Similar to the bonnet worn by Black women for ages, an entrepreneur has “invented” a new silk nightcap that has the Black community in an uproar.
So much so that it’s prompting backlash and rightful accusations of cultural appropriation.
NiteCap founder Sarah Marantz Lindenberg said that while planning her wedding, she got the idea “out of a problem that needed solving.” After experiencing uncontrollable breakouts, Lindenberg states that her dermatologist suggested that she try sleeping with her hair out of her face.
After failed attempts of using clips and with ponytails giving her headaches, Lindenberg, who is white, tried her hand at silk scarves. And though the scarves did not stay on at night, Lindenberg noticed that while using them, her hair was shinier, thicker, and her blowouts lasted longer.
Lindenberg, who is the director of marketing at womenswear brand Pink Tartan, mentions to Fashion Magazine, “it inspired me to create something of my own.”
As for how this cultural appropriation sits with the Black community, it does not fair too well. What Lindenberg failed to mention, Black Twitter was quick to point out. They unleashed a series of tweets expressing their concern of the obvious -- Lindenberg’s claim completely overlooks the fact that wearing hair bonnets is rooted in black culture.
In speaking with NBC News, Tia Tyree, a communications and culture professor at Howard University, mentions, "in understanding or hearing her story, it’s amazing to me that her product was precipitated on an invention that came from a once-in-a-lifetime problem.”
Tyree adds, “the benefits of hair wraps have been known for generations, so for anyone to market their product in a way that appeals to individuals as if this is a new idea is simply unacceptable because it negates the fact that African American women have had and used this product for decades.
In fact, during the 1700s, “the Tignon Laws forced African women in Louisiana to wear a scarf or handkerchief over their hair as a visible sign of "belonging to the slave class, whether they were enslaved or not," according to the U.S. National Park Service.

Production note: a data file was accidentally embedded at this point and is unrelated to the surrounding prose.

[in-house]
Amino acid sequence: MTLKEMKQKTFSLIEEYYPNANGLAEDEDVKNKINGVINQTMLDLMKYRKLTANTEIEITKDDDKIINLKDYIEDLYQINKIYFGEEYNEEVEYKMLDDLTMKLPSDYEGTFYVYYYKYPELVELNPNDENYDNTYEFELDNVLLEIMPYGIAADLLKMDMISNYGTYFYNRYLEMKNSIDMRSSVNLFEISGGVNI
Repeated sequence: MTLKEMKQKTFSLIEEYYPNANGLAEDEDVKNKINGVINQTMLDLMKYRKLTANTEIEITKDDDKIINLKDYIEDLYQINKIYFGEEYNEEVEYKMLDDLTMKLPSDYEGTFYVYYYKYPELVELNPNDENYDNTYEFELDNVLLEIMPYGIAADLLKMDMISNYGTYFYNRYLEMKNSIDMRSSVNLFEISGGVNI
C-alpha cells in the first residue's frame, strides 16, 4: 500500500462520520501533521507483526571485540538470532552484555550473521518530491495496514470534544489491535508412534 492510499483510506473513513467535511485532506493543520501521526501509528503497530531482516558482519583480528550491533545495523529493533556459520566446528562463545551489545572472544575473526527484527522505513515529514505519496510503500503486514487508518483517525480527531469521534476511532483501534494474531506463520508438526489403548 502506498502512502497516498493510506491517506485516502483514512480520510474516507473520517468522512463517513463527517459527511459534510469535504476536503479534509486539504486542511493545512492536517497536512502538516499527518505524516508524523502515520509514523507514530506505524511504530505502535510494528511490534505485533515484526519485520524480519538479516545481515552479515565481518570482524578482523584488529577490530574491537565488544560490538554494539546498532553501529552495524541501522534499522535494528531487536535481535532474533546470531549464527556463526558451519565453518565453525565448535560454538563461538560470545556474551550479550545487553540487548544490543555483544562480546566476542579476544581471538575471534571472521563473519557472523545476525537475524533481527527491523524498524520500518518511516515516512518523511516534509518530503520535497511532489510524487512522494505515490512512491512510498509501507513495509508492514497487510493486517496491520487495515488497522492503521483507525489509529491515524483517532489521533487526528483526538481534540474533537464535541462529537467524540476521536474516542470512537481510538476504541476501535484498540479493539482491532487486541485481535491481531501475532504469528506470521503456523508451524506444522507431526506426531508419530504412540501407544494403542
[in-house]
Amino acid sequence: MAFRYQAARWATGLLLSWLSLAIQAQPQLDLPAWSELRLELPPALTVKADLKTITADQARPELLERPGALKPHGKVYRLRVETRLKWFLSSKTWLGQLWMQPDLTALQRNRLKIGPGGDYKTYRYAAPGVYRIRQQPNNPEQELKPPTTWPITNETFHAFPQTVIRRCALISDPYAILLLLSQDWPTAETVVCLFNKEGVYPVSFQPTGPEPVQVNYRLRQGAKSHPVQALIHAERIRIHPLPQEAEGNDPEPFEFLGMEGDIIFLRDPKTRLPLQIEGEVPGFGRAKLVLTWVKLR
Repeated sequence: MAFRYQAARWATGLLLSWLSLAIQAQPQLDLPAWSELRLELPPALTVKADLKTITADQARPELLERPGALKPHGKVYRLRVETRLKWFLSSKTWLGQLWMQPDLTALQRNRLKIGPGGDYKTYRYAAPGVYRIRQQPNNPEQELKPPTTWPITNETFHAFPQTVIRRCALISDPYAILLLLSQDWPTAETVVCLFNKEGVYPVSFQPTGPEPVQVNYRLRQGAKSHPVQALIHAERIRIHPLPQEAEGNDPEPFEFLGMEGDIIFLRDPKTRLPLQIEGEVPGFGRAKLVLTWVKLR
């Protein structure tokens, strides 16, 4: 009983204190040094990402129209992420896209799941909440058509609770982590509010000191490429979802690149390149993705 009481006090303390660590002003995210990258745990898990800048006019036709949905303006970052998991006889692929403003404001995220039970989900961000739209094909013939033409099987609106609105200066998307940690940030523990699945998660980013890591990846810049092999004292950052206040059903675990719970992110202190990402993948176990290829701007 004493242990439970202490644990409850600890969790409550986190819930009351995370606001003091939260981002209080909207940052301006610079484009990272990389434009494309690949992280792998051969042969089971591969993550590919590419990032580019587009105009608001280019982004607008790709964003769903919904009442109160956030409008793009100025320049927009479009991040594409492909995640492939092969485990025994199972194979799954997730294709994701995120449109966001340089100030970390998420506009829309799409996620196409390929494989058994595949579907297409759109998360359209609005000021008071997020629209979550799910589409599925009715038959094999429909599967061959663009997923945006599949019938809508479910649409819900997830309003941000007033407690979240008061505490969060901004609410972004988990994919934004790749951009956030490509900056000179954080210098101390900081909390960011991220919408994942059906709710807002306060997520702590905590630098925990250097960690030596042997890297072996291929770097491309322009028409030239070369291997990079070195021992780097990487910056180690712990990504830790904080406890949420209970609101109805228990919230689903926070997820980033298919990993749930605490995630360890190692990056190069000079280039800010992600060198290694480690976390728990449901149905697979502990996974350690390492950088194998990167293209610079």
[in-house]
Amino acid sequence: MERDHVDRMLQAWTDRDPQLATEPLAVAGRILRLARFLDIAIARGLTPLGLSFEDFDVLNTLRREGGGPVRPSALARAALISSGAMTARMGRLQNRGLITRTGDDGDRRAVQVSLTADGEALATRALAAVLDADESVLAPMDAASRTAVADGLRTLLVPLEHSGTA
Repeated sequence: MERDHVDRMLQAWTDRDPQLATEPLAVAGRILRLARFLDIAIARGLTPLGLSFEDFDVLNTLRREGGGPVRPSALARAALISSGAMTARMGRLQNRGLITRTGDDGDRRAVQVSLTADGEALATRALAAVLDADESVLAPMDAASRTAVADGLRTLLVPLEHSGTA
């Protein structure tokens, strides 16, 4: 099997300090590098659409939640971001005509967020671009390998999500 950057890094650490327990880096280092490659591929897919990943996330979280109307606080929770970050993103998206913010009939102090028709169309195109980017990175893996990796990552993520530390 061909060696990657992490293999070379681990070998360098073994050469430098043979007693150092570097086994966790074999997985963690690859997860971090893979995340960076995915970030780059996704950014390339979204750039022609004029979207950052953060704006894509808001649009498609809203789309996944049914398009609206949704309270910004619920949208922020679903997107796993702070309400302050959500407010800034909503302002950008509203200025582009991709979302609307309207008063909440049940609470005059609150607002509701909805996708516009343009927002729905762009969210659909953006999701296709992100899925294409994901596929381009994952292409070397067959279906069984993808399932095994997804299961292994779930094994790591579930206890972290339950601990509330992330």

"Those women affected by the law did, in fact, cover their hair, but they did it with elaborate fabrics and jewels — an action which technically meant the letter of the law but also allowed them to maintain their standards of fashion and beauty," the National Park Service's website states.
For Black women, tying our hair up at night comes second nature. For Lindenberg, as she states, “after much consideration, conceptualization, brainstorming and borderline obsessive research”, there is no way, in some opinions, for her to not have come across literature, articles, and images through a simple Google search of a hair bonnet and the culture context behind it.
Lindenberg’s NiteCap retails for $98, outrage that Tyree says is “mind boggling.”
"This goes deeper than cultural appropriation, it goes into ignoring the work that black women have already done to solve a problem that they have had to deal with," Tyree said.
Within the Black community, there are stores and outlets that sells the hair bonnet for under $20.
We all encourage entrepreneurship, but coming into the market and claiming it as a “breakthrough” product, that’s when it becomes an issue.
NiteCapCo has recently posted an Instagram follow for the backlash it has endured from the release of the product.